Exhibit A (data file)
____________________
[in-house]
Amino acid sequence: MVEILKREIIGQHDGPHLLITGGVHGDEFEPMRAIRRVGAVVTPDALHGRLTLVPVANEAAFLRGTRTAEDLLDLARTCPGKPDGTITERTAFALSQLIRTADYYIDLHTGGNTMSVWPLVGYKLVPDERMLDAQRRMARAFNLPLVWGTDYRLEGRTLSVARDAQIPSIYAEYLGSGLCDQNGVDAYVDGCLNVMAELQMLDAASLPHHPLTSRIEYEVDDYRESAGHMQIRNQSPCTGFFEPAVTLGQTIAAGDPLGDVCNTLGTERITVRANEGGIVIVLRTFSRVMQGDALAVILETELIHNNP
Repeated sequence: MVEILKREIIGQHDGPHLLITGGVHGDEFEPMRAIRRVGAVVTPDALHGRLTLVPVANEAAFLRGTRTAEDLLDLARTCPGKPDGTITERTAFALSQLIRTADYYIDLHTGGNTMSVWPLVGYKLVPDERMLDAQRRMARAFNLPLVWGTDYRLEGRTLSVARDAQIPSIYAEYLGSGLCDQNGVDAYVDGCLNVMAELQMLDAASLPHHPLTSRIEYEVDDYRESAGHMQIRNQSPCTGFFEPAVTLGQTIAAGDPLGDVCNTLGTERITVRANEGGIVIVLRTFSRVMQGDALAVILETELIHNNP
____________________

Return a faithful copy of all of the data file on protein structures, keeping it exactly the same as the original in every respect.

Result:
[in-house]
Amino acid sequence: MVEILKREIIGQHDGPHLLITGGVHGDEFEPMRAIRRVGAVVTPDALHGRLTLVPVANEAAFLRGTRTAEDLLDLARTCPGKPDGTITERTAFALSQLIRTADYYIDLHTGGNTMSVWPLVGYKLVPDERMLDAQRRMARAFNLPLVWGTDYRLEGRTLSVARDAQIPSIYAEYLGSGLCDQNGVDAYVDGCLNVMAELQMLDAASLPHHPLTSRIEYEVDDYRESAGHMQIRNQSPCTGFFEPAVTLGQTIAAGDPLGDVCNTLGTERITVRANEGGIVIVLRTFSRVMQGDALAVILETELIHNNP
Repeated sequence: MVEILKREIIGQHDGPHLLITGGVHGDEFEPMRAIRRVGAVVTPDALHGRLTLVPVANEAAFLRGTRTAEDLLDLARTCPGKPDGTITERTAFALSQLIRTADYYIDLHTGGNTMSVWPLVGYKLVPDERMLDAQRRMARAFNLPLVWGTDYRLEGRTLSVARDAQIPSIYAEYLGSGLCDQNGVDAYVDGCLNVMAELQMLDAASLPHHPLTSRIEYEVDDYRESAGHMQIRNQSPCTGFFEPAVTLGQTIAAGDPLGDVCNTLGTERITVRANEGGIVIVLRTFSRVMQGDALAVILETELIHNNP